Focus on the Learner Student Case Study
Section A: The student as a person and as a language learner
The student and his previous language learning experiences
The student is a male student from Turkey who has been attending Pre-intermediate English classes for three months. He is 30 years of age and has been in England for three months. He speaks Turkish and some English. He has been learning English for thirteen years. He started to learn English when he started at middle school. He was required to take exams in English every two weeks when he was at university. He obtained a mark of 2.7 / 4, in his final exam, and he said this was not a very good mark. He was taught American English which he found difficult and confusing. The teachers said ‘vaase’ instead of the English ‘vase’.
He has a degree in Electrical Technology but thinks if he could speak English he would have a better chance of obtaining a job as a teacher of Electrical technology. He is also motivated to learn English because his wife speaks English. She has attended an English course for a year and is now studying for an MA degree. She hopes to go on to study for a PhD. He said ‘English has been good for her, good for me’.
Attitude to learning and the language
He enjoys learning English. He sees English as an important factor in his ability to obtain the type of job he desires. Consequently, he has a positive attitude to learning English, even if he finds English difficult to learn. He said that writing in English is the most difficult part of learning English. He said ‘I am bad for writing’. I asked him what he feels he needs to work on with his English. He said he needs to speak more with English people. He learns English outside the classroom. He watches English and American films with Turkish subtitles. He also watches BBC news and the BBC learning programme on the internet. He uses a dictionary when he is at home to look up words he cannot understand.
Any other factors that may affect his learning
He said he forgets what he has learnt, and he also struggles to understand English when people talk too fast.
Section B: The student’s language level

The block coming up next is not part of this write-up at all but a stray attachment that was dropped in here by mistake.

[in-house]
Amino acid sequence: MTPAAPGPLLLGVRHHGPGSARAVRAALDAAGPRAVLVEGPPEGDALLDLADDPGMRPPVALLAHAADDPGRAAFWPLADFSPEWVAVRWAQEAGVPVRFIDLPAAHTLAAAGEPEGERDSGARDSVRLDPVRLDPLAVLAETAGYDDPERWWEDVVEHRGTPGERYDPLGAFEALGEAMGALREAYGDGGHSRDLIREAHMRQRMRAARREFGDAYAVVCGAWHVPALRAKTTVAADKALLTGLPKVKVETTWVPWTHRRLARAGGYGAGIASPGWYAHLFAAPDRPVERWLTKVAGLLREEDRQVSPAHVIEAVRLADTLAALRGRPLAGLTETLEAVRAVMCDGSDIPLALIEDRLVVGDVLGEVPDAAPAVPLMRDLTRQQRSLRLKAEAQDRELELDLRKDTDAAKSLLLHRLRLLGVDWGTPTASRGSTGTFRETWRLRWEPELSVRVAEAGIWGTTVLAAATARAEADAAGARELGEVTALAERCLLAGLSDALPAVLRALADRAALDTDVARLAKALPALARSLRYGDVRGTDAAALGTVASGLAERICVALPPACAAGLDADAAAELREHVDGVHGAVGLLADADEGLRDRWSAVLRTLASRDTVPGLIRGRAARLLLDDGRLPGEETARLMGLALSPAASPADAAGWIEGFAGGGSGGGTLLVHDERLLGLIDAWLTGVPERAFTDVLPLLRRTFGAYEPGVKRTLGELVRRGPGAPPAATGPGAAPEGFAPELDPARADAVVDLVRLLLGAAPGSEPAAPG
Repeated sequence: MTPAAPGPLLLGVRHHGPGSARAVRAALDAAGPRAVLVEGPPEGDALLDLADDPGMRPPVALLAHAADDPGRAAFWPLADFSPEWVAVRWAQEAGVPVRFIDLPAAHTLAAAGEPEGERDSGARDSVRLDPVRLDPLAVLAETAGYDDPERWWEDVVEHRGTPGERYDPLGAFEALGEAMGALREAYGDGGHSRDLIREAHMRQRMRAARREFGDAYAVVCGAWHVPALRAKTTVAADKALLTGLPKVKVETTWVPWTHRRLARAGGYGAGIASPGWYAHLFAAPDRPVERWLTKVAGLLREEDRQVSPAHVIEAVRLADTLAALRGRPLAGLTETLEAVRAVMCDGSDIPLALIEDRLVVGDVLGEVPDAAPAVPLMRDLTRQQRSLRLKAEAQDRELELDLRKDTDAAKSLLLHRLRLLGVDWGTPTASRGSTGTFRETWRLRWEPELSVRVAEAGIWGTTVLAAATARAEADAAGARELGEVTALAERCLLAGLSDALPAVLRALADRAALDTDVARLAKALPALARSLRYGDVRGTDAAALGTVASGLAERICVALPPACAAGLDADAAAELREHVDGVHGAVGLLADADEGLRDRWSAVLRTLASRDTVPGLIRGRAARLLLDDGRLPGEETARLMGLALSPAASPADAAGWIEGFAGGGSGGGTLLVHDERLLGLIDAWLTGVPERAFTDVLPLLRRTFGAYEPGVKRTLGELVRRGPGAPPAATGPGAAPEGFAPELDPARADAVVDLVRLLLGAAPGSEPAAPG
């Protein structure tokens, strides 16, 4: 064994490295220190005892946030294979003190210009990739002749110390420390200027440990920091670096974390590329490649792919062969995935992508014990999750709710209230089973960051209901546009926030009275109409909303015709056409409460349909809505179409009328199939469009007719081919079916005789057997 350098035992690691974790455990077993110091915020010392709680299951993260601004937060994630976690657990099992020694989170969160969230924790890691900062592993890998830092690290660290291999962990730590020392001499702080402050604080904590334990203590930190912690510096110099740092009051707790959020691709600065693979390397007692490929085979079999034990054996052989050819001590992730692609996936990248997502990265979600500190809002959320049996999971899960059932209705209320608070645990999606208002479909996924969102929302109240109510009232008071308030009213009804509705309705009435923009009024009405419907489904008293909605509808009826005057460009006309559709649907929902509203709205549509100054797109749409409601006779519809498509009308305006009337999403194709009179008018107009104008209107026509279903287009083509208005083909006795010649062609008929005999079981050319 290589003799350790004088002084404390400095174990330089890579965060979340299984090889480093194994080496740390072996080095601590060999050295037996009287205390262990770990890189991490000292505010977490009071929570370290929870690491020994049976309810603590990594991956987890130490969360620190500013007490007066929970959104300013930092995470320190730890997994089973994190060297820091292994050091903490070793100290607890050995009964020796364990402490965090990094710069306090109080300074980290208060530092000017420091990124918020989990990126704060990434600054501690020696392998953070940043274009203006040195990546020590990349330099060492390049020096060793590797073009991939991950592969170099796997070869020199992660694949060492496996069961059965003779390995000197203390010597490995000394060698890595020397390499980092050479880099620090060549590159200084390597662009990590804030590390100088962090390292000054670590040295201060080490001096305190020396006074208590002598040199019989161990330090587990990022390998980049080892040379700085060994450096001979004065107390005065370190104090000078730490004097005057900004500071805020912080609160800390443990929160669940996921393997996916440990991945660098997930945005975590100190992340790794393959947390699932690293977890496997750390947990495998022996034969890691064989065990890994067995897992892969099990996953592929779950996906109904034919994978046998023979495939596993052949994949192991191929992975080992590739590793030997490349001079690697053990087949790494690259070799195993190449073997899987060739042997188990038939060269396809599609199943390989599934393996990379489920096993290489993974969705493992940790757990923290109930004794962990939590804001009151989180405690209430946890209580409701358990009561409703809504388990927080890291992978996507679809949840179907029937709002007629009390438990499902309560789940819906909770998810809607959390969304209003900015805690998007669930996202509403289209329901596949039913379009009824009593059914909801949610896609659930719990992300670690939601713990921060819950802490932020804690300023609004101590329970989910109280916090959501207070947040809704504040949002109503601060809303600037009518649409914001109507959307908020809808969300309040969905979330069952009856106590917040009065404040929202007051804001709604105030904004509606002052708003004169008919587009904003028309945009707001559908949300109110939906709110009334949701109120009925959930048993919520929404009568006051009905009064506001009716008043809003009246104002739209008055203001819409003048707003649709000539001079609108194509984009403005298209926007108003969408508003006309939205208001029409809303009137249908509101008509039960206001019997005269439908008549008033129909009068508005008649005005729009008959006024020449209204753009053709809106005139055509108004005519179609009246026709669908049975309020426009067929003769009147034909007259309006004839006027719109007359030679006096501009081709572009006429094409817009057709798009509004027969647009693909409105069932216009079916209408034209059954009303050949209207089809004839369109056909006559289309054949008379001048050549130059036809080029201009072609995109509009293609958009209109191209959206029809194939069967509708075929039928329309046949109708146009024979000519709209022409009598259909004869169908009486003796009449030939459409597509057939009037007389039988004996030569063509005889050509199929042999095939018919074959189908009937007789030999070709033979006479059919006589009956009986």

Effectiveness of oral communication (speaking and listening)
I chatted with the student to assess his speaking and listening. I understood the student 90 per cent of the time. I had to grade my language for some words he had not understood. For example, he had not understood ‘devote’ and I had to change my language. He said when I first started teaching him I talked too fast and he struggled to understand me. But now I talk slower and he understands 85 per cent of what I say.
He made several grammatical errors. He had difficulty with words ending in ‘ing’ and he failed to add the ‘ing’ to some words, for example ‘stay’. He struggled with the correct form of the verb to do ‘I learn English words, later I didn’t learn’. However, his grammatical errors had not impeded my understanding.
I asked the student to tell me how to get to Tesco from the university campus:
‘Go straight and cross the road, and turn right and then go straight. It take fifteen for foot. When you come on the main route. You must stop at traffic lamp to push button pass cross route and you will see Tesco. You look and turn left. You will look big parking area’.
He does not make any marked conversational errors. The underlying meaning of the directions were clear, although he used ’route’ instead of ’road’, and ‘lamp’ instead of ‘lights’. His directions were appropriate.
I found that the student struggled to pronounce certain words. For example, he said ‘enuff’ instead of ‘enough’, and he had difficulty with ‘th’. He said ‘Tirsday’ instead of ‘Thursday’.
I gave the student two reading tasks, both are extracts from a Pre-intermediate English course book. When reading out a list of numbers, he struggled with ‘th’ and said ‘tirteen’ instead of ‘thirteen’. When reading from a text, he struggled with two letters that are the same in a word. For example, the ‘ll’ in ‘fall’ and the double ‘ll’ in ‘Mallorca’ and he placed stress on the two letters. He also pronounced ‘i’ as ‘e’ in several words. For example, ‘time’ sounded like ‘teme’.